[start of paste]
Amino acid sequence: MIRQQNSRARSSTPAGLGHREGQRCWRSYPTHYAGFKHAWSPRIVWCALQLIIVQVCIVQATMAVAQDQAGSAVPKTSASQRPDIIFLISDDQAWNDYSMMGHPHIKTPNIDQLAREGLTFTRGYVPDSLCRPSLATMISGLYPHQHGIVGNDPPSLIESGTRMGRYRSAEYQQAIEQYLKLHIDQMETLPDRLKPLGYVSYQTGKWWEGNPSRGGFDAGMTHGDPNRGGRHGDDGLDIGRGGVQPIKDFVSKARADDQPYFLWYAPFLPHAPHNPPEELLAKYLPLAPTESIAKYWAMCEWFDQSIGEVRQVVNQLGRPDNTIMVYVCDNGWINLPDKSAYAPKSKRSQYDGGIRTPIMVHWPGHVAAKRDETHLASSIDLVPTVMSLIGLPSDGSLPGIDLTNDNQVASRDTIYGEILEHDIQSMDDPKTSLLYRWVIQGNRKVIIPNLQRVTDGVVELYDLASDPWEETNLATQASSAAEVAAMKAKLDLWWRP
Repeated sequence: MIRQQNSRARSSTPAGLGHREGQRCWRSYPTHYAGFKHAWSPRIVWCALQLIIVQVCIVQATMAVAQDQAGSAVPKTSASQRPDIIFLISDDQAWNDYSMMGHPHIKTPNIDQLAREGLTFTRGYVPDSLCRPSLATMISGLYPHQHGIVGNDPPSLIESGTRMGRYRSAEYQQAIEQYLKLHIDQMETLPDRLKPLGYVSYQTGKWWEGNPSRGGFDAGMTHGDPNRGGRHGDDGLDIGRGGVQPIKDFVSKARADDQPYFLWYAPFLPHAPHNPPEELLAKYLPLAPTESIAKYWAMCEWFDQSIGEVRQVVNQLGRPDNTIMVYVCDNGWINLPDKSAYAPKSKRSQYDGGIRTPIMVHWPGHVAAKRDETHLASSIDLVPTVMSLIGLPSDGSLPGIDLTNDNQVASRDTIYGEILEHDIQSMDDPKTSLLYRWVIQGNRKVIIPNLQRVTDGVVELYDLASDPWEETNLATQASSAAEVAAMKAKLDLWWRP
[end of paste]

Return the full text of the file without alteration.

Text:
Amino acid sequence: MIRQQNSRARSSTPAGLGHREGQRCWRSYPTHYAGFKHAWSPRIVWCALQLIIVQVCIVQATMAVAQDQAGSAVPKTSASQRPDIIFLISDDQAWNDYSMMGHPHIKTPNIDQLAREGLTFTRGYVPDSLCRPSLATMISGLYPHQHGIVGNDPPSLIESGTRMGRYRSAEYQQAIEQYLKLHIDQMETLPDRLKPLGYVSYQTGKWWEGNPSRGGFDAGMTHGDPNRGGRHGDDGLDIGRGGVQPIKDFVSKARADDQPYFLWYAPFLPHAPHNPPEELLAKYLPLAPTESIAKYWAMCEWFDQSIGEVRQVVNQLGRPDNTIMVYVCDNGWINLPDKSAYAPKSKRSQYDGGIRTPIMVHWPGHVAAKRDETHLASSIDLVPTVMSLIGLPSDGSLPGIDLTNDNQVASRDTIYGEILEHDIQSMDDPKTSLLYRWVIQGNRKVIIPNLQRVTDGVVELYDLASDPWEETNLATQASSAAEVAAMKAKLDLWWRP
Repeated sequence: MIRQQNSRARSSTPAGLGHREGQRCWRSYPTHYAGFKHAWSPRIVWCALQLIIVQVCIVQATMAVAQDQAGSAVPKTSASQRPDIIFLISDDQAWNDYSMMGHPHIKTPNIDQLAREGLTFTRGYVPDSLCRPSLATMISGLYPHQHGIVGNDPPSLIESGTRMGRYRSAEYQQAIEQYLKLHIDQMETLPDRLKPLGYVSYQTGKWWEGNPSRGGFDAGMTHGDPNRGGRHGDDGLDIGRGGVQPIKDFVSKARADDQPYFLWYAPFLPHAPHNPPEELLAKYLPLAPTESIAKYWAMCEWFDQSIGEVRQVVNQLGRPDNTIMVYVCDNGWINLPDKSAYAPKSKRSQYDGGIRTPIMVHWPGHVAAKRDETHLASSIDLVPTVMSLIGLPSDGSLPGIDLTNDNQVASRDTIYGEILEHDIQSMDDPKTSLLYRWVIQGNRKVIIPNLQRVTDGVVELYDLASDPWEETNLATQASSAAEVAAMKAKLDLWWRP